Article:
1.JPG

The Japanese people have used natural urushi lacquer as early as 7000 B.C. to coat and embellish their mostly precious household items and art objects. Urushi is an extraordinarily  durable material. The waterproof coating is unharmed by liquids with temperatures up to boiling point, nor is it affected by acids or solvents. Its naturally disinfectant surface makes it ideal for perishable foodstuffs like raw fish. It is therefore not surprising that urushi plays a central role within the Japanese washoku cuisine.  

Urushi lacquer is 100% handmade by using 100% natural and renewable sources. The lacquer tree is native to East-Asia and grows abundantly within the mountainous regions of central and northern Japan. After being left to grow for 15 years, the precious sap from the lacquer trees is harvested by cutting the bark and collecting the exuding raw lacquer. This process is completely sustainable, as lacquer tree plantations are carefully maintained and new sprouts are planted after every harvest season. 

Raw lacquer exudes from the bark of the lacquer tree

Lacquer craftsmen build up multiple coatings urushi until a perfectly polished and smooth surface is achieved. This can be as much as 20 coats, each carefully applied and polished by hand. Work is typically done in small, countryside crafts communities which have preserved the tradition of lacquer production for centuries. Echizen is one of the leading production centres in Japan.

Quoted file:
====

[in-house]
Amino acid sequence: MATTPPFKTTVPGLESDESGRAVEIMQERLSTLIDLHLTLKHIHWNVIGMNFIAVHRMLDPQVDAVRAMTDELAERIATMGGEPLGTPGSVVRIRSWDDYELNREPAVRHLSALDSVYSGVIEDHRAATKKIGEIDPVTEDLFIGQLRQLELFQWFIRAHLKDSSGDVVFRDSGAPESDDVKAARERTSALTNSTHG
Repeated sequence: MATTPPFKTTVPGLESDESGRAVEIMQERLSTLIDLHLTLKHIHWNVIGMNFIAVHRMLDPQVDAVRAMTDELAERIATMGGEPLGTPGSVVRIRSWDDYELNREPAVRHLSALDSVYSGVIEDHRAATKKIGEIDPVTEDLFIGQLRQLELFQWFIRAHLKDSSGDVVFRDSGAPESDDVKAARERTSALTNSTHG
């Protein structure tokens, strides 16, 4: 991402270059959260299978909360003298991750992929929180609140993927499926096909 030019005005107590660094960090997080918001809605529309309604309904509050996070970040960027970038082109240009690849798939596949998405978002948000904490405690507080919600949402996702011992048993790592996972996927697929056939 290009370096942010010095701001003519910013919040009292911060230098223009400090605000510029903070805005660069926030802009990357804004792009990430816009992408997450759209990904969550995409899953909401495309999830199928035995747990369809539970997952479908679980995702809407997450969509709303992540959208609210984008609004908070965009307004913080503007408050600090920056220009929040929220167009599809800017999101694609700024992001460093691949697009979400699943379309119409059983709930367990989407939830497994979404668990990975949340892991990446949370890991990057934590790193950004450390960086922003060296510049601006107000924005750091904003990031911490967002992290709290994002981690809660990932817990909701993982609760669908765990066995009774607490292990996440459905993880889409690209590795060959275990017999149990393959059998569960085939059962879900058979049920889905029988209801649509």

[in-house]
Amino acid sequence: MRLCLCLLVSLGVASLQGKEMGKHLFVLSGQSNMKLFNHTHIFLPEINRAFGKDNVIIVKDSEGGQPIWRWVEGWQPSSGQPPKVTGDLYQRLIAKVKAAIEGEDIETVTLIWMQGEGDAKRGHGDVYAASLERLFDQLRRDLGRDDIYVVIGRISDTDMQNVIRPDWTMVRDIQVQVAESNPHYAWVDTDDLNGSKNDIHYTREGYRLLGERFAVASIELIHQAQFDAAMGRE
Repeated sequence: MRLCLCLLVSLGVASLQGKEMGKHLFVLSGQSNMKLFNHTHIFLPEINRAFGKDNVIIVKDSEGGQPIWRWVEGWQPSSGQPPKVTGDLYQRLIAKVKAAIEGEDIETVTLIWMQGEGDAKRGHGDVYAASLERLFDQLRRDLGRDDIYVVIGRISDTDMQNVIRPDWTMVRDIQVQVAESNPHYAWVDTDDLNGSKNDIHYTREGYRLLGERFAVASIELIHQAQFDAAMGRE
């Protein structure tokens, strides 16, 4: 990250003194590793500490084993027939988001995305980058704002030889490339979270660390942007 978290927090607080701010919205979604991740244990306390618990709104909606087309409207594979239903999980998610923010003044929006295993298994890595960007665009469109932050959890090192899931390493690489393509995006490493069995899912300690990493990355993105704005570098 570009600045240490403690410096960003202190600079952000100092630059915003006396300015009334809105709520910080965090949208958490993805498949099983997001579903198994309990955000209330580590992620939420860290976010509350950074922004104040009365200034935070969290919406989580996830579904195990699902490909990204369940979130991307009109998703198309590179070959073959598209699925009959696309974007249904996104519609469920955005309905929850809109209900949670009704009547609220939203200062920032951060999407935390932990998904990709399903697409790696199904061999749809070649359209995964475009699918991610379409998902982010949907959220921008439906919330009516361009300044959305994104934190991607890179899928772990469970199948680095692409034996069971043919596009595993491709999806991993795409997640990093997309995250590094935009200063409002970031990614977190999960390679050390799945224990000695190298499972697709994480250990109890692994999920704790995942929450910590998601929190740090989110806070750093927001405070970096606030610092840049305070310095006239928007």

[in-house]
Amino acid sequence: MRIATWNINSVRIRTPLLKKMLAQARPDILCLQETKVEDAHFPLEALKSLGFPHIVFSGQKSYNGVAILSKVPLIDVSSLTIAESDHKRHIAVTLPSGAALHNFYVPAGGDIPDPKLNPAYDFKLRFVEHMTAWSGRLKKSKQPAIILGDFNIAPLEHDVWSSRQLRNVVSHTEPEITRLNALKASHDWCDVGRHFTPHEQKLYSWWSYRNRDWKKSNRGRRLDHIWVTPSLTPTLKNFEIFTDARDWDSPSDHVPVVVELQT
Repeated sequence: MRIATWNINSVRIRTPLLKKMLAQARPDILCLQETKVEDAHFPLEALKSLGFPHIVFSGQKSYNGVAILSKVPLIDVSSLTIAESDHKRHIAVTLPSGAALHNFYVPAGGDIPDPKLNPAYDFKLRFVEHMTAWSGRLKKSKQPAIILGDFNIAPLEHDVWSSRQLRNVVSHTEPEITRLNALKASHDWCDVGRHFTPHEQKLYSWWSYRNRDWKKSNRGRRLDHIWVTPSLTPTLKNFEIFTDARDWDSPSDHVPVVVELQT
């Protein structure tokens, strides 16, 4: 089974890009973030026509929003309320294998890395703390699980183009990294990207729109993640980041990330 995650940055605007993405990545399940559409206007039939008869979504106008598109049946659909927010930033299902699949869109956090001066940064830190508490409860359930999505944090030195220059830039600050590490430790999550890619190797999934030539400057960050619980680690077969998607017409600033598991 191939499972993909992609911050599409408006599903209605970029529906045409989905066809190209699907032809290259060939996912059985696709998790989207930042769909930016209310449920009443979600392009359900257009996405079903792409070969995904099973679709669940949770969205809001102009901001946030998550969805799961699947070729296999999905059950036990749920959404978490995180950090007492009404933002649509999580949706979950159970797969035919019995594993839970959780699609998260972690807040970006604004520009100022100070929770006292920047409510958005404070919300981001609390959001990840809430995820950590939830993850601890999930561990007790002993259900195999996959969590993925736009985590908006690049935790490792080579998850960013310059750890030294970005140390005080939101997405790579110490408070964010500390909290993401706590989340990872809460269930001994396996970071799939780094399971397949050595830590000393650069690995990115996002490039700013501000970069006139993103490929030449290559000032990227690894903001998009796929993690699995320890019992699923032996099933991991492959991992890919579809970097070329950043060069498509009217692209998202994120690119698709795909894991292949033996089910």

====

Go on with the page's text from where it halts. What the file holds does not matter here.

The raw, unhardened lacquer causes a very nasty skin rash which takes several years to grow immunity for. In Japan, it is said that the spirit of the lacquer trees resists to the craftsman until he or she has proven themselves worthy of the spirit’s approval. Once fully immune, the lacquer spirit channels its energy through the hands of the craftsmen into the items they produce. Even after hardening, the lacquer is perceived as a living organism. 

2.JPG
 A lacquer craftsman builds up multiple ground coats to assure durability
3.JPG

Despite all advances in technology, synthetic resins have never managed to make urushi lacquer redundant. Thanks to the continued efforts of people like Arisumi Mitamura and Sunao Tsuchida , lacquer continues to survive in the modern age. In fact, with rising global scarcity of resources and the increasing awareness of our impact on the environment, traditional materials like urushi will turn out to be of great importance to our future. 

Application of the final topcoat requires utmost concentration and a dust-free environment

In 2020, Echizen decided to launch their new series of contemporary Japanese lacquer ware on the European market. The series ‘Modern classic’  builds on traditional colours, motifs and decorations, but with a contemporary, stylish twist. The Metropolitan series fits in perfectly with a modern, urban environment and comes in a wide palette of bright colours.

4.JPG
The Lacquer God resides in the shrine on the mountain overlooking Kawada village